That is a good question. I think to select a catalyst for a specific reaction need a lot of empirial and theoretical work. You need to take into consideration of the mechanism of the chemical reaction, and the structure and the nature of the catalysts. Take the hydrogenation of CO for the methanol synthesis as an example. Cu-Zn-Al was the conventional catalysts for this reaction. It has several advantages, 1) high activity 2) low cost 3) long life, Palladium could be a good hydrogenation catalyst, however, compared with copper based catalyst, it was so expensive for commercial use for this reaction. But for another reaction, like selective hydrogenation of ethyne to ethylene, palladium is widely used. Because in this reaction, we think the selectivity is far outweigh the other parameters, like the activity. palladium catalyst has a good selectivity, it could selective absorb ethyne to its surface. Especially, for this reaction , the reactant, I mean, in the industrial process, contains only a rather small amount of ethyne. So not too much catalysts are needed for this reaction, in other work, supported noble metals, catalysts containing Pd<1% is enough for this reaction.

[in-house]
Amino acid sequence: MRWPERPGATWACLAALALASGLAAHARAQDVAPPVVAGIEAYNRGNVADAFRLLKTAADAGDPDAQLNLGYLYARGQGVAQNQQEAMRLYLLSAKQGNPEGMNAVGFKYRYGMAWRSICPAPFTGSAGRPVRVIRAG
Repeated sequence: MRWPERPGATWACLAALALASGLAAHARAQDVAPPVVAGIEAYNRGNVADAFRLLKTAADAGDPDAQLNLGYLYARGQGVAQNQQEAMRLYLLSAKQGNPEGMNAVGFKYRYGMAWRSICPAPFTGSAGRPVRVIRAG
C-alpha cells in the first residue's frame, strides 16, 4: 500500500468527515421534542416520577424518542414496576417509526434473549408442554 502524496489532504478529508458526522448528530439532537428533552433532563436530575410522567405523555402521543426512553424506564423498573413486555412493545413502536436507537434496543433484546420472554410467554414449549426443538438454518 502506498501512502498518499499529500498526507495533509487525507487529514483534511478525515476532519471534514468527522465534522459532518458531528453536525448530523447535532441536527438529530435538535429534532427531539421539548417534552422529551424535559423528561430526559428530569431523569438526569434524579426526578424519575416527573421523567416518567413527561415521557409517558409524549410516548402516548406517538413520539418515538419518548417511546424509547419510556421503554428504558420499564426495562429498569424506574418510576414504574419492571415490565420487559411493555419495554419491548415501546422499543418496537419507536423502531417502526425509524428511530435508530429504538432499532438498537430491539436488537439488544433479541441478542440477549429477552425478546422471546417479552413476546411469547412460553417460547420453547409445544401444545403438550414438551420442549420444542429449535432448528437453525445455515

To evaluate whether a catalyst is suitable for a reaction, you need to consider the catalysis activity, the selectivity, the life , the cost, ,,,,So,it always takes many years of repeated experiments from invention of a novel catalyst, then laboratory test, then pilot plant test to prove it, until it finally could used in the industrial process.